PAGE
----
Costume-clad party seekers gathered together last Saturday to dance the night away at a mud-ravaged farming property two hours north of Canberra, home to the annual, eagerly-awaited Secret Garden Festival. Pants were deemed optional by event organisers but costumes were compulsory, making for a day filled with artistic voyeurism. Crayola crayons proved to be 2012’s most popular costume of choice, while an older male dressed as a thumb-sucking baby took the title for the festival’s creepiest selection.
The previous day’s bad weather pushed back the opening of the gates and forced a painful cancellation of all bands; a sting effectively relieved by the welcomed addition of cider and cocktails to an already substantial line-up of free alcohol. Scheduled bands included perennial Woroni favourites New Navy and local Sydney band Sticky Fingers. Neither disheartened by the change of plans nor worried by the apparent destruction of decorations, revelers came together despite the unknown DJs’ questionable music tastes.
As the beats got heavier, the free booze flowed. Gumboots and Doc Martens sunk into the mud and the festival’s crazy costumes became mildly acceptable as more and more Batlow cider and Yellowglen Spritz were consumed. Midnight hit and the Aston Shuffle took to the stage – about the same time that it was revealed that there had been a clear miscalculation of the amount of alcohol festival hooligans could actually consume! This second blow didn’t seem to faze the drunk (or drugged) gardeners as the dancing, frivolity and good times continued well into the early hours of the morning.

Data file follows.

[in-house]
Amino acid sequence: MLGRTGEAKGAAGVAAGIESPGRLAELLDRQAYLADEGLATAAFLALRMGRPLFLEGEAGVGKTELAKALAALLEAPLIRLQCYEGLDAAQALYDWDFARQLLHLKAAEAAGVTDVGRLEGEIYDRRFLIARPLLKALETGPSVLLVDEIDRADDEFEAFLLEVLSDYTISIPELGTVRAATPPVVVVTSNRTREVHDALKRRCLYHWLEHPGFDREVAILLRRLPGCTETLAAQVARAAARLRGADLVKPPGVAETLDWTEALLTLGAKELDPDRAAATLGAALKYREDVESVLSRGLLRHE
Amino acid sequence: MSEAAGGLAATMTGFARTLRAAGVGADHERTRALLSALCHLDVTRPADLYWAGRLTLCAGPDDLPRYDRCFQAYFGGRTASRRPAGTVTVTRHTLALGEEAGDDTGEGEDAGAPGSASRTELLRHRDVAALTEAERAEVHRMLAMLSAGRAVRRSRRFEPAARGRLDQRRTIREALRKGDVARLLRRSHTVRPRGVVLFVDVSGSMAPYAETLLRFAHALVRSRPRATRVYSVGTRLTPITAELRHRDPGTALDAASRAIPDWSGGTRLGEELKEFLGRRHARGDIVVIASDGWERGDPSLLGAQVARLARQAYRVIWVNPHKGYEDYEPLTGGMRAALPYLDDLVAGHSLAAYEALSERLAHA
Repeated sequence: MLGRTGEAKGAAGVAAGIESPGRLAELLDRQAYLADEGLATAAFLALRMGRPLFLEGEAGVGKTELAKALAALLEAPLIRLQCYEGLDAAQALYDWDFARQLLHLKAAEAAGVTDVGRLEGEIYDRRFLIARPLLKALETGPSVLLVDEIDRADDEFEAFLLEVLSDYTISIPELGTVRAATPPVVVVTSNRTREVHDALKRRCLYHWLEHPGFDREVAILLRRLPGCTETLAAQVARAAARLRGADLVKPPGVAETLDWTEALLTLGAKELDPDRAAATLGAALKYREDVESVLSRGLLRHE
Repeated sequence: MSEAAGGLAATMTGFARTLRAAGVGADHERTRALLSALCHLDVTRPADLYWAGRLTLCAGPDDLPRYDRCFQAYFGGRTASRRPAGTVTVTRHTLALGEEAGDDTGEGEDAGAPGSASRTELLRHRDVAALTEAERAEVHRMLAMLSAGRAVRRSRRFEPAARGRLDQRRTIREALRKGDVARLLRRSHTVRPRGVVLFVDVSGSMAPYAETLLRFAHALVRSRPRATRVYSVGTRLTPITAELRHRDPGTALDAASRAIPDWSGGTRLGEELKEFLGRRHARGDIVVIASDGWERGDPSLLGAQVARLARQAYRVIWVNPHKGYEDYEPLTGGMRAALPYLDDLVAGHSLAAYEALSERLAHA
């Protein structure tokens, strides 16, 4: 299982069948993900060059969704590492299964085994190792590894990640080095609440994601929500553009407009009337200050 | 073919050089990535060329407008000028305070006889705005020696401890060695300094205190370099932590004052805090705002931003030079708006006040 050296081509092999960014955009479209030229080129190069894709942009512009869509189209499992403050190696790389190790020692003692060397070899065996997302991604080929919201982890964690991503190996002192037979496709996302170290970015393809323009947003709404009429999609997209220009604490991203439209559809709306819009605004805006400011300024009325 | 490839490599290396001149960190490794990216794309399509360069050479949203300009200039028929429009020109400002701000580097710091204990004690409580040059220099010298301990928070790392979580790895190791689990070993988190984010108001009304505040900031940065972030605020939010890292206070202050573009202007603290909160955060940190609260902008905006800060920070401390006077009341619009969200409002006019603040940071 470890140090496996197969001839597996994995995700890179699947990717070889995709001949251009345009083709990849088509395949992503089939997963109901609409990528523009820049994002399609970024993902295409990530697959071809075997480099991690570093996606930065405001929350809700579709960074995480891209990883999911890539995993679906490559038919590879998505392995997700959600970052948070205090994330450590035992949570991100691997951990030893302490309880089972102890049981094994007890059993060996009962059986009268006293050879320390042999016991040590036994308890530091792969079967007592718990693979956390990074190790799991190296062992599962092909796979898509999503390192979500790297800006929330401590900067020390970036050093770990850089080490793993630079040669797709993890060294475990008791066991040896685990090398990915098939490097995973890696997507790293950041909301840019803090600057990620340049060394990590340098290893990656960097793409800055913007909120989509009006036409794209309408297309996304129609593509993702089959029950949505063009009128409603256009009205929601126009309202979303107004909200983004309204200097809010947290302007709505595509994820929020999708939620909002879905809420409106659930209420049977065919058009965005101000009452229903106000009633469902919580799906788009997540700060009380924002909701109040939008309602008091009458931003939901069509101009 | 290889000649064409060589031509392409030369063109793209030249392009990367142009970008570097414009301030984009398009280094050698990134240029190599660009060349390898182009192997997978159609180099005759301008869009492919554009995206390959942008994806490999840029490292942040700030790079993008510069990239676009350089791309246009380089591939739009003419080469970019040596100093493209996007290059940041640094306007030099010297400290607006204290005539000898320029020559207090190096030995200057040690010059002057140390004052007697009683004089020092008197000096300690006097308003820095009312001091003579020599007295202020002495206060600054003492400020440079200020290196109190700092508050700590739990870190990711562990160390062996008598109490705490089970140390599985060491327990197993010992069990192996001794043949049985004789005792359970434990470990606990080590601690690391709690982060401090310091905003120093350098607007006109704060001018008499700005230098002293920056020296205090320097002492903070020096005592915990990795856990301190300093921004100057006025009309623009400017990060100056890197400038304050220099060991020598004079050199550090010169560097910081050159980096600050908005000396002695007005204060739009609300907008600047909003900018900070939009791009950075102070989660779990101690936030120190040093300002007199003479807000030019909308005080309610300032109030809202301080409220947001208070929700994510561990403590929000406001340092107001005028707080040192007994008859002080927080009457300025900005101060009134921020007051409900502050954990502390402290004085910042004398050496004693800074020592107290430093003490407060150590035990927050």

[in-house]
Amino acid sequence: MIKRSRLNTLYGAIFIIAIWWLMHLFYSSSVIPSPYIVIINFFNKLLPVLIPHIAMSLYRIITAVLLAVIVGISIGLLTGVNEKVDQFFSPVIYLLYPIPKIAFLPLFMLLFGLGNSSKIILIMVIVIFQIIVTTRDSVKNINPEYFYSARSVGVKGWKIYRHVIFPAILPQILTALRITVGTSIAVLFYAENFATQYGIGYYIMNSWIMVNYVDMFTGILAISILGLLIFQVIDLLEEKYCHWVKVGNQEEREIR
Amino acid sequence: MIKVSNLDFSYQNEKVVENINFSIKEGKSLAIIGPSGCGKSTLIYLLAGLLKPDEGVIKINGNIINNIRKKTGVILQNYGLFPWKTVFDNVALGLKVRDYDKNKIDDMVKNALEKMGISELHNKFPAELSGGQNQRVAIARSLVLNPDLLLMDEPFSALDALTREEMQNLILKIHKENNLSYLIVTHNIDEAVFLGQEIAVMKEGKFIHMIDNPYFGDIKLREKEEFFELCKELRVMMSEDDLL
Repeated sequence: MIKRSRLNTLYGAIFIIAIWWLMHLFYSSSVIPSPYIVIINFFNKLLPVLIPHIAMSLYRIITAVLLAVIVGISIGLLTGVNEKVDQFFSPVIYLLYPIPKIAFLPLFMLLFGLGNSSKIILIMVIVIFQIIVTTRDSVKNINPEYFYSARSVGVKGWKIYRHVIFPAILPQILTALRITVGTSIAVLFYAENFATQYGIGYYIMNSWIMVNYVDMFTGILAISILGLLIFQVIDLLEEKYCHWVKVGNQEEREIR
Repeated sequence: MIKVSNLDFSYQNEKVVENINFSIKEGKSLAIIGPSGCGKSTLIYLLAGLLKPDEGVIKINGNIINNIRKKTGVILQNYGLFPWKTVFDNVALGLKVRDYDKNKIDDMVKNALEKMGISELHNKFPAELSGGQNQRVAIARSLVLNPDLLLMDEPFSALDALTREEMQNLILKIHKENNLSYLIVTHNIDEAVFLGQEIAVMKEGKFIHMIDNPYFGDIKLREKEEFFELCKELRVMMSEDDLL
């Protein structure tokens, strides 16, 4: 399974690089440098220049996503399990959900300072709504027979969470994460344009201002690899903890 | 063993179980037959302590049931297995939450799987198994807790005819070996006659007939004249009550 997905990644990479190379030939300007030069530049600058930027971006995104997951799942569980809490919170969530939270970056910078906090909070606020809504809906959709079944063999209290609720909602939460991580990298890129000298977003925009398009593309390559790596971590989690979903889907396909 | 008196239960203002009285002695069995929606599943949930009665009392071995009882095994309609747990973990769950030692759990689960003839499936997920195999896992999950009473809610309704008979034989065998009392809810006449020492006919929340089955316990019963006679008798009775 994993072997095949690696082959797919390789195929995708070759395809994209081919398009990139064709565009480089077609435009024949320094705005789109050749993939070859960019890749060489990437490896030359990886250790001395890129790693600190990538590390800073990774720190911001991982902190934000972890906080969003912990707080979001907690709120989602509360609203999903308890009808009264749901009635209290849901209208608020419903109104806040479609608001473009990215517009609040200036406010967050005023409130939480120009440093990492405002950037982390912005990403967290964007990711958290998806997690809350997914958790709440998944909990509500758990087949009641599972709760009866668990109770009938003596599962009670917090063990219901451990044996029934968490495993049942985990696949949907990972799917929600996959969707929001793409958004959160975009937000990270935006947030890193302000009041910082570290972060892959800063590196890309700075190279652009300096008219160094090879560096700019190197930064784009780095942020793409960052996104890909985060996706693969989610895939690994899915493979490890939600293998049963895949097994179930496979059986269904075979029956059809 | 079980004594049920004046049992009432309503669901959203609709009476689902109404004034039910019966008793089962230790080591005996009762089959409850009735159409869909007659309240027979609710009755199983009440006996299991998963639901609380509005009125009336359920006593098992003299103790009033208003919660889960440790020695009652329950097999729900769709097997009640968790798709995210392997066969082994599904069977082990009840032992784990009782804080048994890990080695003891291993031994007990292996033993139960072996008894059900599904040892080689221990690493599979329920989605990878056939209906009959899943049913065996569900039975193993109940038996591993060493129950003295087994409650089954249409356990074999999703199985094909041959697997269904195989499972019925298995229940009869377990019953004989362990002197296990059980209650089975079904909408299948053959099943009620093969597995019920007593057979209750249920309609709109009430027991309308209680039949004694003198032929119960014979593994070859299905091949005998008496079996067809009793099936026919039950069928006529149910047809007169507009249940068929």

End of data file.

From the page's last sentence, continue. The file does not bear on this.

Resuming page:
As payment to the party gods, partygoers were struck by hangovers and blistering sun as they arose on Sunday morning. Headaches and stomach pains were cured only by the smell of Camden Rotary’s bacon and egg stall and the thoughts of bigger and better costumes for 2013. Fingers-crossed next year’s Secret Garden is less Glastonbury-esque.
Secret Garden is an annual non-profit festival organised to raise money for various charities including the Sarah Hilt foundation, which supports those affected by Meningococcal disease.
We acknowledge the Ngunnawal and Ngambri people, who are the Traditional Custodians of the land on which Woroni, Woroni Radio and Woroni TV are created, edited, published, printed and distributed. We pay our respects to Elders past and present and emerging. We acknowledge that the name Woroni was taken from the Wadi Wadi Nation without permission, and we are striving to do better for future reconciliation.